This Bolivian quinoa soup gets its sunny hue and sweet, fruity heat from the Andean chile ají amarillo. The word "chupe" comes from the Quechua word "chupi," which means a soup with many ingredients. This version is substantial, featuring potatoes, quinoa, edamame and corn. If you can get your hands on fresh favas in the springtime, you can use them in place of the edamame., October 2022


Credit: Vianney Rodriguez/Jason David Page

Recipe Summary

10 mins
1 hr

In 2019, I was prompted by some unseen urgency to visit my family in Bolivia, the birthplace of my father. I flew with my mom and husband to a place I had only visited once before, at the age of 6. My childhood memories in tow, I didn't know what to expect. But when we landed in La Paz, Bolivia, at 3 a.m., my tía met us with steaming cups of tea in the airport to help us acclimate to the steep elevation of almost 12,000 feet. We'd arrived at a city in the sky.

My tía and cousin played tour guides as we walked the streets of La Paz. Seeing the city for the first time as an adult, I was a collector of images: indigenous women in their beautiful silks and bowler hats, the vegetable market with its dizzying variety of stacks of herbs and produce—much of it particular to this region of the world, like chuño, freeze-dried potato. 

I kept looking for my father without knowing it. I regarded the backs of the heads of strangers as if when they turned around, I just might see his face looking into mine. Out of their mouths, I heard my father with his particular lilt of Spanish, so different from my Mexican relatives. This place had given a piece of him back to me.

And it was on that trip that I first encountered chupe, a stew with origins in the Andean region of South America. My father had introduced me to the salteña, the Bolivian soup dumpling of the empanada world, at a young age, and also to his mother's huminta, a fresh corn tamal that lights up my taste buds with pure delight. But a chupe never made the cut.

On one of our walks, my husband and I ducked into a café not far from touristy Calle Sagárnaga for an impromptu date night. I ordered a bowl of chupe de quinoa, which so thoroughly comforted me that, as I ate it, I tried to imprint its flavors and textures into my mind to take home like the souvenirs folded in my bag. Bolivian staples of potato and choclo (South American corn with giant kernels) teemed in the broth along with cubed quesillo (a type of cheese), tender from the heat but still intact. I'd ordered the chupe because of the quinoa—how often would I get to eat this pseudocereal in the place where it's a local ingredient? But I didn't realize until later that it gave me an integral food memory, a taste of a place that I love that I never know when I will visit again.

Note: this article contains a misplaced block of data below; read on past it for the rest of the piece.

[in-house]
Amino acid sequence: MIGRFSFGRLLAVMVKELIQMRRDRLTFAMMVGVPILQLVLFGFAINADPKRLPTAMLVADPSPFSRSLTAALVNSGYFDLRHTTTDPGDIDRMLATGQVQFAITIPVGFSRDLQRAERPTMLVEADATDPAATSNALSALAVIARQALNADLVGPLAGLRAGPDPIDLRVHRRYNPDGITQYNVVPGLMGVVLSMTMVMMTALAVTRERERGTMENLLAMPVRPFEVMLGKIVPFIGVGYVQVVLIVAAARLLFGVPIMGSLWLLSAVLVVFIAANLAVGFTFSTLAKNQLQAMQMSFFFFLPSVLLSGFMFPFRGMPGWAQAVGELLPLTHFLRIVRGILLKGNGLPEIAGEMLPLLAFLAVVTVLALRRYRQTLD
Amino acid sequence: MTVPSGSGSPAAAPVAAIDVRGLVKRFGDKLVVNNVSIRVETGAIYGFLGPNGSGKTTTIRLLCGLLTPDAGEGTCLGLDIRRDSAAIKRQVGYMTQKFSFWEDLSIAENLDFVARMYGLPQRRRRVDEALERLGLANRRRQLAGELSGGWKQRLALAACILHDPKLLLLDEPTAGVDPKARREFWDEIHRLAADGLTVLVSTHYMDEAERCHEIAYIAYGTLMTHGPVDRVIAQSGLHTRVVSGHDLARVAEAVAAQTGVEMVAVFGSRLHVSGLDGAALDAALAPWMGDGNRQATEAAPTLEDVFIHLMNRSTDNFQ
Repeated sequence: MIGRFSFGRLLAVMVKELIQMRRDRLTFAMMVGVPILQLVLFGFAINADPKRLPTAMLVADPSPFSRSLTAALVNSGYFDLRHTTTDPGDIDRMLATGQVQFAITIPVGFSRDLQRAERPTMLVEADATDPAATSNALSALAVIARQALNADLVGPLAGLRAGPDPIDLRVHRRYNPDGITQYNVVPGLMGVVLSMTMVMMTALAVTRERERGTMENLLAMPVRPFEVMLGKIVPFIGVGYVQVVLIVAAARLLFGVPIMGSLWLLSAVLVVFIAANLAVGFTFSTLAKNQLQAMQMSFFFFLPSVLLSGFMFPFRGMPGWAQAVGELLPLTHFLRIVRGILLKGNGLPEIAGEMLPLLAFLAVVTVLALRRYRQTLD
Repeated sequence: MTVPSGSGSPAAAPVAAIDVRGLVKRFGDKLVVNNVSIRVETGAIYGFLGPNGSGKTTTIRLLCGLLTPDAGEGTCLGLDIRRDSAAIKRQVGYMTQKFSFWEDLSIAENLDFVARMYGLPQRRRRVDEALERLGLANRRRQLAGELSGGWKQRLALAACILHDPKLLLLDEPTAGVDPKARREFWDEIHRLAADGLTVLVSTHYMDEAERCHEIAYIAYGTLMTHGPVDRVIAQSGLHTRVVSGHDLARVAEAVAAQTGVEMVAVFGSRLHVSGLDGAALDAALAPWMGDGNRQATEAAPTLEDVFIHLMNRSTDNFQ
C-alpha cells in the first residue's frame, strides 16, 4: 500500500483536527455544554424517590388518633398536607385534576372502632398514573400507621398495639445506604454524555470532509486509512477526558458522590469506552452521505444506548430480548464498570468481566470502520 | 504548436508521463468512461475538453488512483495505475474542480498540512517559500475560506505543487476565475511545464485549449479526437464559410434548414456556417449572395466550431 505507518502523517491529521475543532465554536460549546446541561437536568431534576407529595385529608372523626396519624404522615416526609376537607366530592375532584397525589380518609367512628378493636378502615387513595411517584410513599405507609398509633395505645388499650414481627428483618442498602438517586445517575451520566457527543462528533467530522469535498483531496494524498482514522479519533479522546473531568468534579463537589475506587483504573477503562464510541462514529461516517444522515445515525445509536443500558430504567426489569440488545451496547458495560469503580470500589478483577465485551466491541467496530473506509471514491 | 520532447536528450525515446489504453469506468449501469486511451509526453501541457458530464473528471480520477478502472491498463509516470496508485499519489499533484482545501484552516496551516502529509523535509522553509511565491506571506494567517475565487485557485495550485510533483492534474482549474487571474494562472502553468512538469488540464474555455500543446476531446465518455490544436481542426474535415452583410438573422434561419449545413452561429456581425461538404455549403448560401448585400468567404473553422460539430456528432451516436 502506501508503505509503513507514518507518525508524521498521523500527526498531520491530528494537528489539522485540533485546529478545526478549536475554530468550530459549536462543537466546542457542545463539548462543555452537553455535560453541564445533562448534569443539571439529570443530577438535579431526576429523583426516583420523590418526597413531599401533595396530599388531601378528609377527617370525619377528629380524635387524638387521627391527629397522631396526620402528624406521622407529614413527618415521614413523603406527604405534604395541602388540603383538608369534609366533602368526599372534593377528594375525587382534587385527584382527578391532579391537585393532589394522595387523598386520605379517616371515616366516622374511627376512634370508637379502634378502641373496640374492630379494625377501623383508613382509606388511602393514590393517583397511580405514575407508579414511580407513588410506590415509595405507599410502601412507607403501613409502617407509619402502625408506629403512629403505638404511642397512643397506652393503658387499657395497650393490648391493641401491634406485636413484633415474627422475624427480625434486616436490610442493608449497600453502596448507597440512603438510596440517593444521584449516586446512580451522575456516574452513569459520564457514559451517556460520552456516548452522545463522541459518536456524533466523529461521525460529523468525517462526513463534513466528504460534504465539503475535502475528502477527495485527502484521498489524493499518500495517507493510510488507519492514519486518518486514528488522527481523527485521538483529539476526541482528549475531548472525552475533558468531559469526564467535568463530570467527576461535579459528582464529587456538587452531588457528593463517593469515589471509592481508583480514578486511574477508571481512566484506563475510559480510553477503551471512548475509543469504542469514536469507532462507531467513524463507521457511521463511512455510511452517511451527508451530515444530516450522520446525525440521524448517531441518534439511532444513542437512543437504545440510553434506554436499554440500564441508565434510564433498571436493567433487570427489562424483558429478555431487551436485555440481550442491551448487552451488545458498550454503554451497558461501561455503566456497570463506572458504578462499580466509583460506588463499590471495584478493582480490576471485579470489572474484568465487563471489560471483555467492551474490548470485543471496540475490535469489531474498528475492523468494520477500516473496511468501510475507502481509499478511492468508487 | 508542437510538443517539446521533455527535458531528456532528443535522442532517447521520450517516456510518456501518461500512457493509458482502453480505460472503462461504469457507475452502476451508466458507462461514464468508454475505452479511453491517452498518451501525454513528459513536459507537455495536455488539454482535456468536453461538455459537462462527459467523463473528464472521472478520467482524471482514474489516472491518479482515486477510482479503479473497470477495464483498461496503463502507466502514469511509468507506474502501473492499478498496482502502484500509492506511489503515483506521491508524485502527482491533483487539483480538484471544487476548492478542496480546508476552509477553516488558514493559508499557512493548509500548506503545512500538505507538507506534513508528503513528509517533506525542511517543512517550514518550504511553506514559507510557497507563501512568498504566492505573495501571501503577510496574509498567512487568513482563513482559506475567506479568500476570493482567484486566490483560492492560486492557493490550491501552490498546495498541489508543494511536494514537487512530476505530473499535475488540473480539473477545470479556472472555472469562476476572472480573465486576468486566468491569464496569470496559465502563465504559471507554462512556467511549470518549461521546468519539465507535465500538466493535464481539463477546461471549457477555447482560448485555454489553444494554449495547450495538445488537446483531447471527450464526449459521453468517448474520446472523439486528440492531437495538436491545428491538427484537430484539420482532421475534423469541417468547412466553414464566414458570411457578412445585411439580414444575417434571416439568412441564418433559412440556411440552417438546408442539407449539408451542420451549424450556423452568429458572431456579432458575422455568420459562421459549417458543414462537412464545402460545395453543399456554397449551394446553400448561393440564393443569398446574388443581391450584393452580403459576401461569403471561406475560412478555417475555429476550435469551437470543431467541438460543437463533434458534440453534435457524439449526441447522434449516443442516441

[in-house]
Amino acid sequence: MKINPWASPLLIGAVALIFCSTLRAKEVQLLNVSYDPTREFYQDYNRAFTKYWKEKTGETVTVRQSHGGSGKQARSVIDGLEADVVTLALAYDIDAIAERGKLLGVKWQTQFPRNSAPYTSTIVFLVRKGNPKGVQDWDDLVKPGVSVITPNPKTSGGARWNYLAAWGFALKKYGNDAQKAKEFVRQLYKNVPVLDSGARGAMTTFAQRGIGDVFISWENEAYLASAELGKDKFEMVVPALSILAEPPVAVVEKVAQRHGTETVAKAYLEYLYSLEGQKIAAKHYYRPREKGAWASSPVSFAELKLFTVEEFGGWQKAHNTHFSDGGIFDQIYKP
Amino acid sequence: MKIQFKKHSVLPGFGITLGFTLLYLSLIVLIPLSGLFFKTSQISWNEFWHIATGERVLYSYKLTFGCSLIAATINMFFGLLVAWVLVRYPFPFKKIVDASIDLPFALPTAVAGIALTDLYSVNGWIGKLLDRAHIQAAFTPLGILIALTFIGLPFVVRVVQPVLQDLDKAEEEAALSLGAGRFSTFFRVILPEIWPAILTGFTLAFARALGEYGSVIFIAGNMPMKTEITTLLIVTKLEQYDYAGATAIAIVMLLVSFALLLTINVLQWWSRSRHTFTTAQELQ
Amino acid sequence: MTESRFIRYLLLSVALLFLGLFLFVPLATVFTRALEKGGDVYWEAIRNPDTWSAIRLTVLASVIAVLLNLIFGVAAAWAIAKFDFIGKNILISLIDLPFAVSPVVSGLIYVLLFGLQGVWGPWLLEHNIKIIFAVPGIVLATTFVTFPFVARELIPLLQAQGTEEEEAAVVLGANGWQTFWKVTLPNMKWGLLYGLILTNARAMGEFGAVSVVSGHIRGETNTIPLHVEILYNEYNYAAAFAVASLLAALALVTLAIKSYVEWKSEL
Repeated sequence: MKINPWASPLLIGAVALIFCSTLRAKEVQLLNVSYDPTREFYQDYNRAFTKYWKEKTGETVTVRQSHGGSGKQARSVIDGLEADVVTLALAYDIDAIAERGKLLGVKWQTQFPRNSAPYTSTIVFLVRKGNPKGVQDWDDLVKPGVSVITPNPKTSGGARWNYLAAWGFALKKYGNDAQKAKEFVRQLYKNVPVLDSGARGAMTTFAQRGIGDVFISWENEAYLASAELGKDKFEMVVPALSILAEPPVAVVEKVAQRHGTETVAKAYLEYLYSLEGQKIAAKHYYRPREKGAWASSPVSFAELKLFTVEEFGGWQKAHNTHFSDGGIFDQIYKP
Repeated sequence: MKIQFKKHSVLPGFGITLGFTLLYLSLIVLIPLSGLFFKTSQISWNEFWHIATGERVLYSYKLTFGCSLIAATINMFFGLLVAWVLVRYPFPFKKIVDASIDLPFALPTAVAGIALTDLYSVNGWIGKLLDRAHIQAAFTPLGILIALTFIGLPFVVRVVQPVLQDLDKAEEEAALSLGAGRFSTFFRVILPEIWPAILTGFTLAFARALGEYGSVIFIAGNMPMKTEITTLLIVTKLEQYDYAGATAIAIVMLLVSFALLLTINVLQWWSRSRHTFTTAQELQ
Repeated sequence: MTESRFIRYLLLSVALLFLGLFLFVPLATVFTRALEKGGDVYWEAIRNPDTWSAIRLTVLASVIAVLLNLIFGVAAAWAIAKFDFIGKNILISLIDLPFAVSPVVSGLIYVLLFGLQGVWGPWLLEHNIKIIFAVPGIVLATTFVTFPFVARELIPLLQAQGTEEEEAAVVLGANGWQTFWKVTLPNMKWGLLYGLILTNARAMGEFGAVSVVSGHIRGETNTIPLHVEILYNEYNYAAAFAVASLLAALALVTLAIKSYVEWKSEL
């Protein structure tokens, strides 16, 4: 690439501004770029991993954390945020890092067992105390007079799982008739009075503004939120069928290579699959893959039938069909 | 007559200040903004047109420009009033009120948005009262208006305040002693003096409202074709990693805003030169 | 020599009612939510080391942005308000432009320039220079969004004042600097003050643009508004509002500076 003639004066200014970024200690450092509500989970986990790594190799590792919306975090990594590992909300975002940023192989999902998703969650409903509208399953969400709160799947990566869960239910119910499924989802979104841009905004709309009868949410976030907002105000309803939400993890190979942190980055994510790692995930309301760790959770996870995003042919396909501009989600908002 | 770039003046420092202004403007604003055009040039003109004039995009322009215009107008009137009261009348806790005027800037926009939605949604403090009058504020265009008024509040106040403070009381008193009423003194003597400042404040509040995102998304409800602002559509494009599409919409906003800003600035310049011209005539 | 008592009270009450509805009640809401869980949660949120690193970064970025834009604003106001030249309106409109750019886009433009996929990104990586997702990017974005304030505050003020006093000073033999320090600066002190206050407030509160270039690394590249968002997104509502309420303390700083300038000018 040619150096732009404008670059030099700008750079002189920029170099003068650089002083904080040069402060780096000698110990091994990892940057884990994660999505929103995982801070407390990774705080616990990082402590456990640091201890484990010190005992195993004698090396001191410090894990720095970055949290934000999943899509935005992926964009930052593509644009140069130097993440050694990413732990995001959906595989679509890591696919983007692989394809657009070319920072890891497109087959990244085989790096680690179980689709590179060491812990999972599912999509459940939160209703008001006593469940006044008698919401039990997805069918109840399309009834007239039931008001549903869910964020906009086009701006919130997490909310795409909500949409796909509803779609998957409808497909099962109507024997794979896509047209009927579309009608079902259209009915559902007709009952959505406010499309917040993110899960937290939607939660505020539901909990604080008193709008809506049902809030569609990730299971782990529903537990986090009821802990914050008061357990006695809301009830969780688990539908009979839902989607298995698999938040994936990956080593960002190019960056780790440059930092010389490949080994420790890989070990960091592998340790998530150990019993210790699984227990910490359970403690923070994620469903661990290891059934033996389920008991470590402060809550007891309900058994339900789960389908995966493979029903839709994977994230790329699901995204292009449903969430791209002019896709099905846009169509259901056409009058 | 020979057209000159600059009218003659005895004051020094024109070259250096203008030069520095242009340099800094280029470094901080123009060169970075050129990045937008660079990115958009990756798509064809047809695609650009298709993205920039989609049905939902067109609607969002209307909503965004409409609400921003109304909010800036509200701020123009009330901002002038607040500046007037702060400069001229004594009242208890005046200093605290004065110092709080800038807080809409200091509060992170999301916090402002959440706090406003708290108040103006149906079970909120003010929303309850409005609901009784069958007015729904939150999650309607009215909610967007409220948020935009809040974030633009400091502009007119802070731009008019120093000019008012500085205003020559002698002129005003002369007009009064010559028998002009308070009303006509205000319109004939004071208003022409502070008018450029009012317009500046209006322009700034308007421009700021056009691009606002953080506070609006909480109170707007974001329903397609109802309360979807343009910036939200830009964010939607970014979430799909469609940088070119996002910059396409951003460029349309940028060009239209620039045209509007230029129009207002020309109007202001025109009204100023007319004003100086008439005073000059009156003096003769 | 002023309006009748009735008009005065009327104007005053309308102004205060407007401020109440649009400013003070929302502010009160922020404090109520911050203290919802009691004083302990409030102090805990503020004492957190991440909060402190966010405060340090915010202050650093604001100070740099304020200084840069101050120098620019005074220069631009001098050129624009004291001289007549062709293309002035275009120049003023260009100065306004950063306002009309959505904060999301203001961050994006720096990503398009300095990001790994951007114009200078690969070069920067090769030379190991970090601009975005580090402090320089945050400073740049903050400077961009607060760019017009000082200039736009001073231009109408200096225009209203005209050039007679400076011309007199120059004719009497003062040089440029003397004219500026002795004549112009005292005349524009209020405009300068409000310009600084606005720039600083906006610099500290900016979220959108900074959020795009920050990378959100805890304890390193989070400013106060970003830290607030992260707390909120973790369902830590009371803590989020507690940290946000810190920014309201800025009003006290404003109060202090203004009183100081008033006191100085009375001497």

The thing about a chupe is that it's a fortifying meal with a jumble of ingredients. It makes me think of the diversity of people who call La Paz home. I never would have counted myself among them, at times feeling very much the outsider, and yet I unlocked a part of myself on that trip, as if La Paz had always been the key.


Ingredient Checklist


Instructions Checklist
  • Combine onion, bell pepper and garlic in a food processor. Process until the mixture resembles a chunky paste, about 10 pulses.

  • Heat oil in a large pot over medium heat until shimmering. Add the onion mixture and 1/2 teaspoon salt; cook, stirring occasionally, until almost translucent, about 5 minutes. Add ají amarillo, coriander and the remaining 3/4 teaspoon salt; cook until fragrant, about 30 seconds. Add half of the potatoes and 2 cups water; bring to a boil. Reduce heat to a simmer, cover and cook, stirring occasionally, until the potatoes easily fall apart, about 15 minutes.

  • Transfer the mixture to the food processor for a quick puree before pouring it back into the pot (use caution when pureeing hot liquids). (Alternatively, mash the potatoes in the pot with a potato masher.

  • Add the remaining potatoes, quinoa, bouillon broth and the remaining 5 cups water. Bring to a boil. Reduce heat to a simmer, cover and cook until the quinoa is not quite tender, about 12 minutes.

  • Add edamame (or fava beans), corn and mint; simmer for 3 minutes. Serve the soup topped with cheese.

To make ahead

Refrigerate for up to 3 days. Thin with more broth or water, if desired.


Ají amarillo is a yellow chile pepper from Peru. It lends gentle, fruity heat and a sunny hue to any dish it's used in. Look for ground dried ají amarillo in Latin markets or online.

Panela cheese is a soft cow's-milk cheese with a creamy texture. Look for it in the specialty cheese section of well-stocked supermarkets or at Hispanic markets. Cotija cheese also works in a pinch.

Nutrition Facts

1 1/2 cups
282 calories; protein 12g; carbohydrates 32g; dietary fiber 6g; sugars 4g; fat 12g; saturated fat 3g; mono fat 5g; poly fat 1g; cholesterol 10mg; vitamin a iu 329IU; vitamin b3 niacin 1mg; vitamin c 16mg; vitamin e iu 2IU; folate 60mg; vitamin k 2mg; sodium 502mg; calcium 135mg; iron 3mg; magnesium 65mg; phosphorus 146mg; potassium 419mg; zinc 1mg; omega 6 fatty acid 1g; niacin equivalents 2mg; selenium 2mcg.